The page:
Shit

Whatever we don’t own, owns us.

~ Carl Jung

.

Among recovering people, and in the lexicon of nearly every therapist I know, the single most common word used to describe unfinished emotional business is shit.

Not surprising.  It’s a good metaphor.

Consider:

Actual shit is a waste product, what’s left undigested after our systems process nourishment.

Emotional shit is what’s left undigested after human beings process (or can’t process) emotional experiences.

Actual shit is smelly and unpleasant.  So is emotional shit.

Actual shit, when it collects inside you, makes you very uncomfortable.  So does emotional shit.

Releasing actual shit is an enormous relief.  Ditto the emotional version.

The biggest difference between them is that most people instinctually know what to do with actual shit.

They know they need to expel it from the body on a regular basis.  And they know that if they don’t they’ll get sick.

But many people don’t know that about emotional shit.  They think the way to handle it is to hide it, keep it inside, store it up.

Then they don’t understand why they go around feeling shitty.

They’re emotionally constipated.

Constipation produces all sorts of symptoms, like anxiety and depression and anger and addiction.  Also high blood pressure, headaches, backaches, gastrointestinal distress and exhaustion.  Also arguments and violence and child abuse and divorce.

What has this all to do with what I call the inner Kid?

Because this is the main way inner Kids gets wounded.

We’re not born constipated.  We’re born healthy little animals, able to trust what our bodies tell us and automatically expel waste products.  Then in childhood we begin hearing messages like Quiet down and Big boys don’t cry or Don’t cry or I’ll give you something to cry about.  Surrounded by giants on whom we depend for food, shelter, love and security, we have no choice but to follow such instructions.

Voila.  Constipation.

And why, exactly, does emotional constipation make us feel shitty?

“When feelings are denied or kept inside there is typically a buildup of physical tension,” Paul Foxman explains.

An accumulation of such pressure leads to anxiety, due to fears of losing control emotionally.  That condition also triggers anxiety because of its physiological similarity to the fight/flight response, which is normally associated with danger.  Thus our personality creates a paradox in which we deny feelings to prevent anxiety but experience anxiety when we deny our feelings.

One more consequence of constipation is worth noting:

It makes it impossible to feel like an adult.

Being adult means being strong and healthy enough to be yourself.   That includes being able to notice your feelings, even the smelly ones, and take responsibility instead of hiding them.  Taking responsibility means learning to express feelings in appropriate ways, ways that leaving you feeling stronger, not constipated.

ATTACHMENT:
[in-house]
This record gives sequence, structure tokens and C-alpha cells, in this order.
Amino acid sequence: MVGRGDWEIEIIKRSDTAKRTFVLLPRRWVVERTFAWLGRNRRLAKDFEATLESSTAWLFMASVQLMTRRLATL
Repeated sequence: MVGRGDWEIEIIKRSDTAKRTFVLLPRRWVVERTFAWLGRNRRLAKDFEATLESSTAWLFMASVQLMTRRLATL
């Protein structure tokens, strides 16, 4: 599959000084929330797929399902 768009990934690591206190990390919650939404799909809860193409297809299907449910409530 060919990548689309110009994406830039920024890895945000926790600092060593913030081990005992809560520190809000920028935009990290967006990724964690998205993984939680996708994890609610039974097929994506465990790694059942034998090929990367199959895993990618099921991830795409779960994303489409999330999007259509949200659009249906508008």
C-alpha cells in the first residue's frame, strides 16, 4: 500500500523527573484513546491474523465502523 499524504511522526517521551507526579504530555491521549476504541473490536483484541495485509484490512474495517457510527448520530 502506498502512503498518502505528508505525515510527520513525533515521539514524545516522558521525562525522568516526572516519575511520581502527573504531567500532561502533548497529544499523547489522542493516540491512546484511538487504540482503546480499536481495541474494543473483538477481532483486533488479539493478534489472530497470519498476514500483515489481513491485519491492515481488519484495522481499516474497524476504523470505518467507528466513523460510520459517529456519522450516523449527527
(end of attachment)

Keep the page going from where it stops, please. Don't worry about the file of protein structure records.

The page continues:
Hiding feelings is what kids do.  So no matter how old we are, to the extent we feel compelled to hide our feelings from others, we are going to feel like kids inside.

Adults can, in the jargon of recovery, own their shit.

There’s more to adulthood than this one ability, of course.  Owning your shit doesn’t automatically make you a grownup. 

But you can’t start growing up until you start owning your shit.   

 

_______________________________

Foxman, Paul.  Dancing with fear: Overcoming anxiety in a world of stress and uncertainty.  Northvale, NJ: Jason Aronson, 1996.

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7 responses to “Shit

  • Alexis Grasso

    You’re on a roll, Steve; this is good shit!

  • Jenora Perkins

    I’ve been walking around for quite awhile with my shoulders pulled all up under my ears. I’ve been angry, critical and emotionally abusive. Plus, in absolute denial that it had anything to do with me.

    This morning I was so uncomfortable that I was finally able to surrender all of that shit, and have been walking around since then feeling so much lighter and at peace. I made some amends that sorely needed making and am able to take responsibility for myself and be willing to keep that shit cleared up so I can keep this peaceful easy feeling.

    These words are right on time for me, as usual. Thanks!!

    • Steve Hauptman

      Good for you, Jenora.

      I’ve had that experience myself.

      It’s a weird thing to realize that the very defenses you’re using to stave off anxiety are actually causing the damn anxiety in the first place.

      But that’s how it is with control addiction. Anger, criticism, emotional abuse and denial are all controlling responses — ways of rejecting reality, of saying “This reality is unacceptable to me, give me another.”

      And there’s nothing harder than fighting reality.

      And a great relief comes when you find a way to stop.

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